Hunter's Woods PH

Solar System and Beyond

How Well Do You Know Our Solar System?

You know that Mercury is the smallest planet and Jupiter the largest. But do you know which planet's day is longer than its year? Do you know what's in the center of our galaxy? And do you know about Planet X? Test your solar system savvy with this stellar quiz.

HuntersWoodsPH Montessori Solar System Quiz

Did you know all these interesting facts about our solar system?

For a challenge, take the quiz below first! Then come back and explore this section in more detail.

The Milky Way

  • There are more planets than stars in our galaxy.
  • When you look up into the night sky, every star you see has, on average, at least one planet.
  • The Milky Way’s stars are arranged in a pinwheel pattern with four major arms. Our solar system is in one of those arms, about two-thirds of the way outward from the center.
  • At the center of our galaxy is a supermassive black hole.
  • Our nearest major neighboring galaxy is called Andromeda.
  • Ninety-five percent of the Universe is dark energy and dark matter.

The Sun

  • The Sun is one of at least 100 billion stars in the Milky Way.
  • It is the largest object in our solar system, comprising 99.8% of the system’s mass.
  • If the Sun were as tall as a typical front door, the Earth would be about the size of a nickel.
  • The Sun orbits the center of the Milky Way Galaxy.
  • The Sun rotates, and since it is not a solid body, different parts of it rotate at different rates. At its poles, the Sun rotates on its axis once every 36 Earth days, but at the equator it spins once every 25 days.
  • When the Sun starts to die, it will swell so big that it will engulf Mercury and Venus and maybe even Earth.


  • Mercury is the smallest planet, only slightly larger than Earth’s Moon.
  • It is also the fastest planet, travelling around the Sun in only 88 Earth days.
  • One day in Mercury — that is, the time it takes to rotate or spin once on its axis — takes 59 Earth days.
  • However, one day-night cycle on Mercury takes around 176 Earth days.
  • It makes a complete orbit around the Sun in just 88 Earth days. Thus, one day-night cycle in Mercury takes two Mercury years.
  • Temperatures can reach 430 degrees Celsius during the day — and it can drop to -180 degrees Celsius at night!
  • In some parts of the planet, the morning Sun appears to rise briefly, set and rise again. At sunset, the same thing happens in reverse. This is because of Mercury’s elliptical—egg-shaped—orbit and sluggish rotation. (No, I don’t get it, either.)


  • Venus is our closest planetary neighbor.
  • It is the hottest planet in our solar system. The thick atmosphere traps the Sun’s heat, resulting in surface temperatures higher than 470 degrees Celsius — hot enough to melt lead!
  • Its atmosphere is so heavy, if you were standing on its surface, you would feel like you were 1.6 kilometers underwater on Earth.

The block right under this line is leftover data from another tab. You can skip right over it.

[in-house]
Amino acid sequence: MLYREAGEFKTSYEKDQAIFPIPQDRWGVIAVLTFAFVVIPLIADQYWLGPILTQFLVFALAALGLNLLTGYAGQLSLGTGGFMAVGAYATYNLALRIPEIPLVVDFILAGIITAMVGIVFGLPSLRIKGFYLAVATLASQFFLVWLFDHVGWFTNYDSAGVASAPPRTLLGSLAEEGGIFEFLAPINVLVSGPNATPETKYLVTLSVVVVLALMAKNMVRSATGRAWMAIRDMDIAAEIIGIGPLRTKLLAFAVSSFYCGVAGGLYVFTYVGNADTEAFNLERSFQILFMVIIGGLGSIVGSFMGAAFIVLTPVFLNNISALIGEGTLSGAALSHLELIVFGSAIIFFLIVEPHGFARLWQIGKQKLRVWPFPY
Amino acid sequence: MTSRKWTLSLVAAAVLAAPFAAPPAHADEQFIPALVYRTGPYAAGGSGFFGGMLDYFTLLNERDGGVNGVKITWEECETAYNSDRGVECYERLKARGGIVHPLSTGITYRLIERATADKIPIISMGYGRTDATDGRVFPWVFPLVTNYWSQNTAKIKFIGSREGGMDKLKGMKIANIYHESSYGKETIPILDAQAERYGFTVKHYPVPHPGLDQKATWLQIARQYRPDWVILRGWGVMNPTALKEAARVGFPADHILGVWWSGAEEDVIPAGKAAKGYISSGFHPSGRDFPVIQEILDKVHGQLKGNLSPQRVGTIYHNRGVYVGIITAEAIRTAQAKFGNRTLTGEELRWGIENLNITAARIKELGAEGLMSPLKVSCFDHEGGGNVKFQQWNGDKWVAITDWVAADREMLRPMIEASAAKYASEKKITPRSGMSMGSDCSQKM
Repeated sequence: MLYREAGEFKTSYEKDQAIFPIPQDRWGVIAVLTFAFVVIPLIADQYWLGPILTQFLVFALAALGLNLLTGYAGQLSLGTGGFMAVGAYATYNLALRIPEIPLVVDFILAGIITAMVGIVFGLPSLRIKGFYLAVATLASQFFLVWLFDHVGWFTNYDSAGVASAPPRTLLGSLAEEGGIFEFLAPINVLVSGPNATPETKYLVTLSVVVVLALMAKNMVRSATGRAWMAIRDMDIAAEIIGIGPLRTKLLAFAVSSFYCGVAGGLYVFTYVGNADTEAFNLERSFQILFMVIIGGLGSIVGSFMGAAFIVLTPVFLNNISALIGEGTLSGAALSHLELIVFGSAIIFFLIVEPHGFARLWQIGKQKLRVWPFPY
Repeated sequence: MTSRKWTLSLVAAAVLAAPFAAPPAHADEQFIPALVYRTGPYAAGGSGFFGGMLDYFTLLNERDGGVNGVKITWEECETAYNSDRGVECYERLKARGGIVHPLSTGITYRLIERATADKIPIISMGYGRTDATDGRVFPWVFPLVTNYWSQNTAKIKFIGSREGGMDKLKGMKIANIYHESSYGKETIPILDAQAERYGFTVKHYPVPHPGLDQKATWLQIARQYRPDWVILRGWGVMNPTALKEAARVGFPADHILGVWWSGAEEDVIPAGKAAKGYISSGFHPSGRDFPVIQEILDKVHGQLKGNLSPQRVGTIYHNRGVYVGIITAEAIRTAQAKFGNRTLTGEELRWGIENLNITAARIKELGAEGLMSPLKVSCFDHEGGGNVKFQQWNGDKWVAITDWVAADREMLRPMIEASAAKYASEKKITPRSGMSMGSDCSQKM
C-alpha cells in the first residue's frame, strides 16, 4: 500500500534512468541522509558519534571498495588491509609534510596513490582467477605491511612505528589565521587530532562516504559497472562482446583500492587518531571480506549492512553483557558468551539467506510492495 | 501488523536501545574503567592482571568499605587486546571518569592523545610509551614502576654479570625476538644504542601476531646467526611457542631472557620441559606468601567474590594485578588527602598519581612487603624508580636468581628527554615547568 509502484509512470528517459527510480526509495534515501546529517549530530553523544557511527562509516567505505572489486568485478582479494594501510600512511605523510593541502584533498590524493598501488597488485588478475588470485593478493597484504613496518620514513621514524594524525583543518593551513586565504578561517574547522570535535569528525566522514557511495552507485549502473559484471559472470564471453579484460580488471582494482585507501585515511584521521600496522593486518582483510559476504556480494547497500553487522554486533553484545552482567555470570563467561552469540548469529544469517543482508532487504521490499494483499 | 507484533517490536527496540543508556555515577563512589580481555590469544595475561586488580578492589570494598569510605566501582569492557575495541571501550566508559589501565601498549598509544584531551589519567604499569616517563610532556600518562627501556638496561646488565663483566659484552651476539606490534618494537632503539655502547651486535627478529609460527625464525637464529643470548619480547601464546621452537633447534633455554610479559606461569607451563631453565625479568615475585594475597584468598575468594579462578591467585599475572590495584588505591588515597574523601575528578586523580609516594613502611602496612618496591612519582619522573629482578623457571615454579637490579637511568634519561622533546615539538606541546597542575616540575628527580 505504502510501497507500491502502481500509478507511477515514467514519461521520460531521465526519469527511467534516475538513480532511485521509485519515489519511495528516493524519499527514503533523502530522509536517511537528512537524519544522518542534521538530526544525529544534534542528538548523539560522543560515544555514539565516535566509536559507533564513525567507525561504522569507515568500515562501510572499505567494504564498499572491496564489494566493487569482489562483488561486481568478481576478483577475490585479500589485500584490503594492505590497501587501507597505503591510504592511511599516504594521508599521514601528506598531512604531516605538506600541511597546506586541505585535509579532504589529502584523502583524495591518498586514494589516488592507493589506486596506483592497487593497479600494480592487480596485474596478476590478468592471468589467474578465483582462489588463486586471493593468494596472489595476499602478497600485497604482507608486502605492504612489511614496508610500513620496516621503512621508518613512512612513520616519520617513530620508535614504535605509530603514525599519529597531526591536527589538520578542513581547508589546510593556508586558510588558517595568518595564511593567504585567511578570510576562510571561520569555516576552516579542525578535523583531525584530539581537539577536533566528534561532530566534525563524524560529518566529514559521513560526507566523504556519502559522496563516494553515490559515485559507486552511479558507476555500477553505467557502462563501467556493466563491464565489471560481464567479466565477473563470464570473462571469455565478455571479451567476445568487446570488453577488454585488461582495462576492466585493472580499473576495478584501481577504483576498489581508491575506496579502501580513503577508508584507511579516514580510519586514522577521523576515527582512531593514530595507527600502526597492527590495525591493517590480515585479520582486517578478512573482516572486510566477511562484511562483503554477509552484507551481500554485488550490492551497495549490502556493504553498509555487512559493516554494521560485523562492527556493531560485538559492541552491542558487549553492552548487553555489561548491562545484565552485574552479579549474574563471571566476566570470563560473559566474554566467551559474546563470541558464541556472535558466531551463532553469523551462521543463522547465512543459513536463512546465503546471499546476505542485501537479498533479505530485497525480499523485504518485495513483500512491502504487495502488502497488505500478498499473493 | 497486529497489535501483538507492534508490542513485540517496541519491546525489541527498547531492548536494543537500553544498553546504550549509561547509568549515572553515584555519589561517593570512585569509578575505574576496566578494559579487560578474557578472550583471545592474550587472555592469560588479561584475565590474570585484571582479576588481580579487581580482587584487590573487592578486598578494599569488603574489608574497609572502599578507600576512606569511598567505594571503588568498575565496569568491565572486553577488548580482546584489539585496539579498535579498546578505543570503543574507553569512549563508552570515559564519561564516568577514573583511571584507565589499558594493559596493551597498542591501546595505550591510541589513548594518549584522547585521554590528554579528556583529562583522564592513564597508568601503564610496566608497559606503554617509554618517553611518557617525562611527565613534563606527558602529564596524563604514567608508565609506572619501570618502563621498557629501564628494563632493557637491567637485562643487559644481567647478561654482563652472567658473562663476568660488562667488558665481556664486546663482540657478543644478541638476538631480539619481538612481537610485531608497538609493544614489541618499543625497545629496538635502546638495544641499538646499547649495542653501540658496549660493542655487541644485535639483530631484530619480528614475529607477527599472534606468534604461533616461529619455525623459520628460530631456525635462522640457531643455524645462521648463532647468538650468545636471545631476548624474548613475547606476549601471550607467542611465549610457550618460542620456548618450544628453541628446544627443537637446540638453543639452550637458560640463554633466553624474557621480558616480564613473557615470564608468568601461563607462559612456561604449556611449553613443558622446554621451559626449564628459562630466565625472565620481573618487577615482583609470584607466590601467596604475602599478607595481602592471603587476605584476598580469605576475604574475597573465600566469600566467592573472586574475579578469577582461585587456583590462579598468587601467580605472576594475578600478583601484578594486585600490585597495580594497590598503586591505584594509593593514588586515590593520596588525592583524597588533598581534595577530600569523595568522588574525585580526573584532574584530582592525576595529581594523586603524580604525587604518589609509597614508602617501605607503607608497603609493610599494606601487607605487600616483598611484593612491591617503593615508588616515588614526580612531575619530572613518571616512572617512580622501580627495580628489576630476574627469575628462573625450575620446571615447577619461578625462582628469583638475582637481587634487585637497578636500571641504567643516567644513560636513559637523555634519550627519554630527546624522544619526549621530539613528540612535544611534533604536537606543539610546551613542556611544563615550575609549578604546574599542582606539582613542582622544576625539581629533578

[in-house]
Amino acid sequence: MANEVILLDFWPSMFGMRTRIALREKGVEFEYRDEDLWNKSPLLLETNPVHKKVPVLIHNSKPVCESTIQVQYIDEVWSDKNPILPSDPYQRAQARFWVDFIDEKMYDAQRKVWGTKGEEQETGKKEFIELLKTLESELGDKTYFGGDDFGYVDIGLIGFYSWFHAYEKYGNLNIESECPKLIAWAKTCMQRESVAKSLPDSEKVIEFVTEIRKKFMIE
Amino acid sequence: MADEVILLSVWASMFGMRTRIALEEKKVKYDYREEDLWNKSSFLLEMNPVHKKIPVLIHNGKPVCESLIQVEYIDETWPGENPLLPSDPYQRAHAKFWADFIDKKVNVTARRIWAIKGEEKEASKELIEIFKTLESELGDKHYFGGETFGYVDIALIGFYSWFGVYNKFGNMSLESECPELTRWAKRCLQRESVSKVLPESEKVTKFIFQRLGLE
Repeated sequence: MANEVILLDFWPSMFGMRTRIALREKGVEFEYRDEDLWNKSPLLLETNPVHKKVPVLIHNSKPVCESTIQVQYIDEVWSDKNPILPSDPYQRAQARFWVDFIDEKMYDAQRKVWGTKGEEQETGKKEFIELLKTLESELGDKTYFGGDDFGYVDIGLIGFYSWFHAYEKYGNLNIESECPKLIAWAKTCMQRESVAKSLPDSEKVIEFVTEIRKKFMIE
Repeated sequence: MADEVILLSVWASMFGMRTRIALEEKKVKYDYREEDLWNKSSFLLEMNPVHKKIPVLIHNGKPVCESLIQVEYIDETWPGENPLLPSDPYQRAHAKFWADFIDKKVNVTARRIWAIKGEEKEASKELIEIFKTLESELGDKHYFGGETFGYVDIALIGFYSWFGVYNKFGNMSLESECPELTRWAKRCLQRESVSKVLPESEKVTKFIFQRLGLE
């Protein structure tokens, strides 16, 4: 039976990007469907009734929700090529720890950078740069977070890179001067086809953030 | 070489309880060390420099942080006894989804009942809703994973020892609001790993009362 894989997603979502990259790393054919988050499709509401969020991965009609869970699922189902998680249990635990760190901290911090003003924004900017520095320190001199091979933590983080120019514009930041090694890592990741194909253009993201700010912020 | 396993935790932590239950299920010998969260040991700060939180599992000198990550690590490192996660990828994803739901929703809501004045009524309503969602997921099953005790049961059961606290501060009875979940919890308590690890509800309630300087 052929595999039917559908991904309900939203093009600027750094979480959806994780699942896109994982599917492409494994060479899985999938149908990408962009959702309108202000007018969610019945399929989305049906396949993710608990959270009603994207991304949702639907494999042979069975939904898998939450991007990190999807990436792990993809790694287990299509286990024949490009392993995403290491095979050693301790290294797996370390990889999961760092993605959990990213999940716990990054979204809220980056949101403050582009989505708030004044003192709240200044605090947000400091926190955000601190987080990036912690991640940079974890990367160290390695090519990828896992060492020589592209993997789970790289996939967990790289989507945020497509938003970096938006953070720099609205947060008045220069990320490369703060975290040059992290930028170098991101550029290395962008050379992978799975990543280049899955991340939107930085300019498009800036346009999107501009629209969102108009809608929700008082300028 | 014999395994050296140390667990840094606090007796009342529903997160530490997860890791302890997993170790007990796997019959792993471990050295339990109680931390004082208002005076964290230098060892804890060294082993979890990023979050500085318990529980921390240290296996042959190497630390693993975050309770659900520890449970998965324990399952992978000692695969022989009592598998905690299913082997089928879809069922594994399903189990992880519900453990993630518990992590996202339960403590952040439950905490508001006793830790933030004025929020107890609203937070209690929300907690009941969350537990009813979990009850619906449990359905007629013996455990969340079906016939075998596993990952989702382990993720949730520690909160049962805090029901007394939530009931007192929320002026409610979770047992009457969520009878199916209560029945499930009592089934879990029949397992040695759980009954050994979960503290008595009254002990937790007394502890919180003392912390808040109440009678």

• Venus’ orbit around the Sun is nearly a perfect circle, the most circular of any planet.
  • It makes a complete orbit around the Sun in 225 Earth days.
  • Venus completes one rotation in 243 Earth days — the longest day of any planet in our solar system. In fact, one Venus day takes longer than a Venus year.
  • This doesn’t mean, however, that it takes the Sun more than a year to rise and set on Venus. Because it rotates in the opposite direction of its orbital revolution around the Sun, one day-night cycle takes just 117 Earth days.
  • Venus spins east to west, in the opposite direction from most planets (with the exception of Uranus, which also spins east to west).
  • Because its axial tilt is only 3 degrees, Venus spins nearly upright, and so it does not experience noticeable seasons like in Earth.


  • Mars is about half the size of Earth.
  • The Egyptians called it “Her Desher” — “the red one.”
  • Mars is home to Olympus Mons, the largest volcano in the solar system.
  • A day in Mars is called a sol. It completes one rotation every 24.6 hours.
  • A year on Mars lasts around 687 Earth days (or around 670 sols).
  • The atmosphere in Mars is very thin, allowing the heat from the Sun to escape easily. If we were standing on the surface of Mars’ equator at noon, it would feel like spring at our feet (24 degrees Celsius) and winter at our heads (0 degrees Celsius).
  • Contrary to popular belief, there is water on Mars today. However, because the atmosphere is so thin, liquid water cannot exist for long on the surface. Water on Mars can be found in the form of water-ice in the polar regions, just under the surface, as well as in salty water that occasionally flows down some of Mars’ hillsides and crater walls.


  • Jupiter is over two times as massive as all the other planets COMBINED.
  • If Earth were the size of a nickel, Jupiter would be as big as a basketball.
  • Jupiter actually has the same ingredients as a star — it just did not grow massive enough to ignite.
  • Even though it is the biggest planet, it has the shortest day in the solar system — only around 10 hours.
  • A year in Jovian (Jupiter) time takes about 12 Earth years.
  • Jupiter’s four largest moons are Ganymede, Callisto, Io and Europa. They are called the Galilean Satellites because they were observed by Galileo Galilei in the early 1600s. It took nearly 300 years before another moon (Amalthea) was discovered.
  • Ganymede is the largest moon in the solar system and is actually bigger than the planet Mercury.